Sex differences in patterns of relations between family interactions and depressive symptoms in adolescents

Smojveri-Ažič, Sanja; Bezinovič, Petar
August 2011
Croatian Medical Journal;Aug2011, Vol. 52 Issue 4, p469
Academic Journal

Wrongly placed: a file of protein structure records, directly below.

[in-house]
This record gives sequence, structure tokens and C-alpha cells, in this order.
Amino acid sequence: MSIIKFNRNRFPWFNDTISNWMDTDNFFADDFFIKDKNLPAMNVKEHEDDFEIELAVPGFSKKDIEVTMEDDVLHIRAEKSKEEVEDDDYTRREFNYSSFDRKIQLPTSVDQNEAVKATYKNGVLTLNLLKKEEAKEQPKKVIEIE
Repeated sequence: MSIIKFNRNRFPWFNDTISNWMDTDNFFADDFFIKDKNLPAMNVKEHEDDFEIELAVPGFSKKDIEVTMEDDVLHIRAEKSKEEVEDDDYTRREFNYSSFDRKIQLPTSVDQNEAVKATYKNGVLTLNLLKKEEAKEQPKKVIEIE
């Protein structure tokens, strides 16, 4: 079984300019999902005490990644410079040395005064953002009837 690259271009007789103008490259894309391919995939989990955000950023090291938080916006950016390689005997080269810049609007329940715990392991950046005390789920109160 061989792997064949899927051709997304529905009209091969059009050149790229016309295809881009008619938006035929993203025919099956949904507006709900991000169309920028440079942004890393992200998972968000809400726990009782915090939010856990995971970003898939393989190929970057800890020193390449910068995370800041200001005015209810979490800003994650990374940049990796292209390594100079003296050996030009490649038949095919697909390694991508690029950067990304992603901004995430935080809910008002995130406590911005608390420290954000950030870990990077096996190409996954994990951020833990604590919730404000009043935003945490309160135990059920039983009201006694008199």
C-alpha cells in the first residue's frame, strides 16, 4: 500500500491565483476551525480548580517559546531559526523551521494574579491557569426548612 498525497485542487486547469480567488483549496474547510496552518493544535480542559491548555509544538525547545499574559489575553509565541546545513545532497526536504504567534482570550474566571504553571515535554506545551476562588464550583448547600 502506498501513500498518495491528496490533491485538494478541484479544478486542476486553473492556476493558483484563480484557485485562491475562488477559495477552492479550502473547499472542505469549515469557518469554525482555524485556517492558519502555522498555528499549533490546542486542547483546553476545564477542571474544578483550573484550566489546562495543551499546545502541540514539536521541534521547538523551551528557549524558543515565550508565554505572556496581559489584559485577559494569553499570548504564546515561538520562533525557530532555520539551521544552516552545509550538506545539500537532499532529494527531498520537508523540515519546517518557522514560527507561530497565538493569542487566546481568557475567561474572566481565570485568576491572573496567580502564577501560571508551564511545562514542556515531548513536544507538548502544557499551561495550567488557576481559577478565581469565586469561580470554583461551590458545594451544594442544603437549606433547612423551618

AIM To gain insight into the relations between protective/risk family interactions and depressive symptoms in adolescent boys and girls. METHOD A self-reported cross-sectional survey was conducted on a representative sample of 1191 secondary school students (617 girls and 574 boys) aged from 14 to 19 years, with a median of 16, from all secondary schools in the Primorsko-goranska County, Croatia in January and February 2010. Students reported their depressive symptoms, perceptions about the relationship with their mother and father, family activities, and parents' conflict resolution strategies. Data were analyzed by hierarchical multiple regression to calculate the effects of family supportive and harmful interactions on depressive symptoms in girls and boys. RESULTS Depressive symptoms were reported often and very often by 19.1% of girls and 15.8% of boys. Girls' assessment of the family relations was significantly more positive than boys', including the assessment of family activities, constructive family conflict resolution, or father's and mother's warmth and affection. Multiple correlation analysis revealed that the examined family variables accounted for 16.3% of the variance of depressive symptoms in boys and for 17.2% in girls. Hierarchical multiple regression analysis showed a difference in the relation of family variables and depressive symptoms between boys and girls. Depressive symptoms in girls were more linked to the lack of protective family factors (9.9% of the explained variance in girls vs. 5.5% in boys), while depressive symptoms in boys were more linked to the existence of harmful family factors (10.8% of the explained variance in boys vs.7.3% in girls). CONCLUSION: Family activities and the father's warmth and affection have a higher significance for girls than for boys, while destructive parental conflict and the mother's aggression and hostility are equally significant for both girls and boys. These results indicate the targets for family-based preventive and intervention programs for depression in adolescents.


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